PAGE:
As more and more time went by, Johnís body began to develop alongside his peers, but inside, he experienced only minor improvements. Many of his greatest developments were rejected by his peers, perhaps because they were too weird, or too characteristically ďJohn.Ē So many of his friends had given up on John and begun to hang out with Wes, a new kid from out of town. Soon, his Stagnancy became so overwhelming that it put him in a coma. Doctors suggested that he might not ever leave that hospital bed again.



It is beside that bed that I have sat so many nights, waiting beside John with the radio on for some signs that heís still in there. I imagine some nights that heís fighting a battle with his own body and mind, simply hoping for another chance to show the world what he can do. I would love to afford him that chance, truly I would. He deserves that, at the very least. He always had so much promise.

But so much time has passed, and weíve seen no change. Has even John given up hope of coming back to life? Has he suffered the ultimate defeat in the face of his torpor?

With the inability to speak for himself, the decision rests upon my shoulders. And Iím tired. Weíve been through countless treatments, hundreds of sleepless nights, and unrealized hopes. Though it may sound insensitive, I simply donít know how much more I can take. The stresses of a comatose son are nearly more than I can bear.

NoÖthey are more than I can bear. I look at myself in the mirror of the dimly lit hospital room, hearing only the slow, methodical beeping of Johnís life support. I think about the hours that Iíve wasted on John. I think it and immediately shudderÖhow can I have such a thought about someone who I love so much? Am I truly ready to give up?

Before I realize what Iím doing, I have called Johnís doctor into the room and uttered two simple words: ďdo it.Ē After all this time, he knows exactly what I mean. I reposition the chair in the corner, preferring not to see his face while it happens. I donít think I could handle that.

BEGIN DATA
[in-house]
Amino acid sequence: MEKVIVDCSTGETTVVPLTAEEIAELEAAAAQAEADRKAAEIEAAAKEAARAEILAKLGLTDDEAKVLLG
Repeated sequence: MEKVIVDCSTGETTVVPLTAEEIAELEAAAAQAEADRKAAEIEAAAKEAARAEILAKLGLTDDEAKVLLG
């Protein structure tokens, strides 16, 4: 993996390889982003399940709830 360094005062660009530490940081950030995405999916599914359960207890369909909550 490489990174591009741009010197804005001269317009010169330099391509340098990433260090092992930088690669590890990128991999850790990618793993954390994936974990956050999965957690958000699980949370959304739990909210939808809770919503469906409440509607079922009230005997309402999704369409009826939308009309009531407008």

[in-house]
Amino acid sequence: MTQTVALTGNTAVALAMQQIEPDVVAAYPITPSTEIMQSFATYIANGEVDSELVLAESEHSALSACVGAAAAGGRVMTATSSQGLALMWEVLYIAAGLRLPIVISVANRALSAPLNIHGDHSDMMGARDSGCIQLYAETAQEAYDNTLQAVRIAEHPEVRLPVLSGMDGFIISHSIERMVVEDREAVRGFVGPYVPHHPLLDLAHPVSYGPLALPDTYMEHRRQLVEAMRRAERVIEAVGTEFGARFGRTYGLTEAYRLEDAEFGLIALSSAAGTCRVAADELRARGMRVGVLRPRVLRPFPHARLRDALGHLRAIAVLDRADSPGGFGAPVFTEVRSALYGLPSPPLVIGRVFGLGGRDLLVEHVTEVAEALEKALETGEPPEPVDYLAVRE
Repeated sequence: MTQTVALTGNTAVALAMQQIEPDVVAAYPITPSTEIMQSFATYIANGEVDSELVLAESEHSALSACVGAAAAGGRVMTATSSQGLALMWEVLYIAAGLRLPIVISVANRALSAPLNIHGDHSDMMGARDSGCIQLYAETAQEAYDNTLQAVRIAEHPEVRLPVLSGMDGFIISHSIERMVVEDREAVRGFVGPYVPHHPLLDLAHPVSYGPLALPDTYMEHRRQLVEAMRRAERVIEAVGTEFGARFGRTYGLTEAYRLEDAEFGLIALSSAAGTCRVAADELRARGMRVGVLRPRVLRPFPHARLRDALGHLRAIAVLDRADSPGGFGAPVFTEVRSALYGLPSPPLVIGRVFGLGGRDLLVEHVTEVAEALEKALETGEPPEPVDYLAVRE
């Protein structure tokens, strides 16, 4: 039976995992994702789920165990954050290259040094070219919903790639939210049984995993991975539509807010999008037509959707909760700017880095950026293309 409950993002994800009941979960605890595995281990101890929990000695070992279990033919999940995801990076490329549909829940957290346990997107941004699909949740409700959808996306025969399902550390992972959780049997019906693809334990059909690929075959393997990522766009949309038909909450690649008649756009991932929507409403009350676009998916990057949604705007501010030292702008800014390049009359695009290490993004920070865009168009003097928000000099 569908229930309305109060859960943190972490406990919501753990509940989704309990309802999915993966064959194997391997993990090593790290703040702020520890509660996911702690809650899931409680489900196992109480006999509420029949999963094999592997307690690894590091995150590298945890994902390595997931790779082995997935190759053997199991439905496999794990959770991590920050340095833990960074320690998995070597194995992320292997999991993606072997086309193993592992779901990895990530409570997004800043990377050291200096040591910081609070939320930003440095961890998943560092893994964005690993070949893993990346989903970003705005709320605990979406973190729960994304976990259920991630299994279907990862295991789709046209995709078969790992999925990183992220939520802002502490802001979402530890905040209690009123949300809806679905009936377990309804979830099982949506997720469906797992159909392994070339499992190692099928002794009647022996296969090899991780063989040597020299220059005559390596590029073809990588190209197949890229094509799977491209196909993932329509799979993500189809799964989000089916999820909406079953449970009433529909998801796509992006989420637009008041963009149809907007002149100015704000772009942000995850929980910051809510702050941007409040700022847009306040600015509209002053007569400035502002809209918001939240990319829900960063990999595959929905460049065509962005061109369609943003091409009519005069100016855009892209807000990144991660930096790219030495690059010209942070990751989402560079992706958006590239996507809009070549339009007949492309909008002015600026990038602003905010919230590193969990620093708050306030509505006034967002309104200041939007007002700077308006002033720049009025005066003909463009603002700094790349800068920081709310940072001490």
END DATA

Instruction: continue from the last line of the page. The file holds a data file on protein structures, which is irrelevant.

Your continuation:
So I simply wait for the sound of the machines to cease, and I begin to whisper my thoughts to him, not knowing why. ďItís the only solution. Your body wonít heal. Your mind wonít recover. What else can I do? What else is there?Ē I say them for myself, I decide.

I close my eyes, knowing that Iíve simply given up. Was this a fight that could have been won? I donít know.

The sound of the machines cease. The doctor says something to me, but I donít listen. He leaves the room and shuts the door, and I realize that Iím alone.



The sounds of the radio penetrate my trapped consciousness, and I, as always, am somehow aware of my motherís presence beside me. Today, something feels different, but I canít put my finger on it. My struggle somehow seems more hopeless.

For years Iíve fought in this shell of a body to be what the world wanted me to be, and more often than not, I have failed. Stagnancy was something that I was not prepared to overcome, and when I was initially diagnosed, I was taken by surprise and I simply couldnít fight it. It took me over. I was fighting a battle that I was losing before it began.

Still, I know that I only need time. Just a little more time.

Nothing is sacred. I can change.

I am so ready to live. I want to come alive again. For the first time in my life, I realize what I have to do. I know thereís no one medicine that can cure me of my Stagnancy, but Iím ready to fight. Iím ready to live.

I hear the familiar sound of my doctor enter the room. I want to scream out to him, to beg him to give me the time that I need. I want to call out to my mother, and to everyone who has ever believed in me, and ask for just one more chance.

My mother and the doctor are discussing something, but the radio drowns out their voices. My life support machine beeps in time to the musicÖhow curious.

I feel my mother move away from me. The doctor is close. The radio grows quieterÖno, itís the beeping. It has slowed. It has stopped.

Just a little more time, I say again to myself. Iím so ready to live.

Then, the sound from the radio stops.